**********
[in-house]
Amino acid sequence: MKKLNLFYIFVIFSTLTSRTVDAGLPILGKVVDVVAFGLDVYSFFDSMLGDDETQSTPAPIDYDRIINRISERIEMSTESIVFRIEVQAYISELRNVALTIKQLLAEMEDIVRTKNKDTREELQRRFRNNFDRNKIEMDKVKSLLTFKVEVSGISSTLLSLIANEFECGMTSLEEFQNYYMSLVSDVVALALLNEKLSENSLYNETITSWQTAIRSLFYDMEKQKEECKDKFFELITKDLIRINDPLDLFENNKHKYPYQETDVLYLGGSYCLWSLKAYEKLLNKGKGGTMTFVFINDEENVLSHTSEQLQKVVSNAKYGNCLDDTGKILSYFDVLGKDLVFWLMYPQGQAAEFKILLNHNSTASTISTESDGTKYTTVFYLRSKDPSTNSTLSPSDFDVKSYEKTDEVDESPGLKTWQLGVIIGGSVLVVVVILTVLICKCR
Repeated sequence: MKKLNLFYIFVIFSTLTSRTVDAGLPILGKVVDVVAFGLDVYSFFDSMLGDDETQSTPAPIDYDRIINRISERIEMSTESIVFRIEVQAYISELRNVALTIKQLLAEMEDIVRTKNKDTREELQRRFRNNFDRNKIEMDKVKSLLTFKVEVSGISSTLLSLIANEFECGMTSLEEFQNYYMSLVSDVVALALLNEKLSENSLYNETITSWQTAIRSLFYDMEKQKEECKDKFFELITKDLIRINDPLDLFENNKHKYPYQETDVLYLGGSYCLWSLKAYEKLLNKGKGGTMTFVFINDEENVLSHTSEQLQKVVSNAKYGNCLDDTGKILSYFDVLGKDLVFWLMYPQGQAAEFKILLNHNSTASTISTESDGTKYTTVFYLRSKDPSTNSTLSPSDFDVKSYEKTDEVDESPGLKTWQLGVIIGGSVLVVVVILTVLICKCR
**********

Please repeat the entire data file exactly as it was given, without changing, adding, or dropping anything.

[in-house]
Amino acid sequence: MKKLNLFYIFVIFSTLTSRTVDAGLPILGKVVDVVAFGLDVYSFFDSMLGDDETQSTPAPIDYDRIINRISERIEMSTESIVFRIEVQAYISELRNVALTIKQLLAEMEDIVRTKNKDTREELQRRFRNNFDRNKIEMDKVKSLLTFKVEVSGISSTLLSLIANEFECGMTSLEEFQNYYMSLVSDVVALALLNEKLSENSLYNETITSWQTAIRSLFYDMEKQKEECKDKFFELITKDLIRINDPLDLFENNKHKYPYQETDVLYLGGSYCLWSLKAYEKLLNKGKGGTMTFVFINDEENVLSHTSEQLQKVVSNAKYGNCLDDTGKILSYFDVLGKDLVFWLMYPQGQAAEFKILLNHNSTASTISTESDGTKYTTVFYLRSKDPSTNSTLSPSDFDVKSYEKTDEVDESPGLKTWQLGVIIGGSVLVVVVILTVLICKCR
Repeated sequence: MKKLNLFYIFVIFSTLTSRTVDAGLPILGKVVDVVAFGLDVYSFFDSMLGDDETQSTPAPIDYDRIINRISERIEMSTESIVFRIEVQAYISELRNVALTIKQLLAEMEDIVRTKNKDTREELQRRFRNNFDRNKIEMDKVKSLLTFKVEVSGISSTLLSLIANEFECGMTSLEEFQNYYMSLVSDVVALALLNEKLSENSLYNETITSWQTAIRSLFYDMEKQKEECKDKFFELITKDLIRINDPLDLFENNKHKYPYQETDVLYLGGSYCLWSLKAYEKLLNKGKGGTMTFVFINDEENVLSHTSEQLQKVVSNAKYGNCLDDTGKILSYFDVLGKDLVFWLMYPQGQAAEFKILLNHNSTASTISTESDGTKYTTVFYLRSKDPSTNSTLSPSDFDVKSYEKTDEVDESPGLKTWQLGVIIGGSVLVVVVILTVLICKCR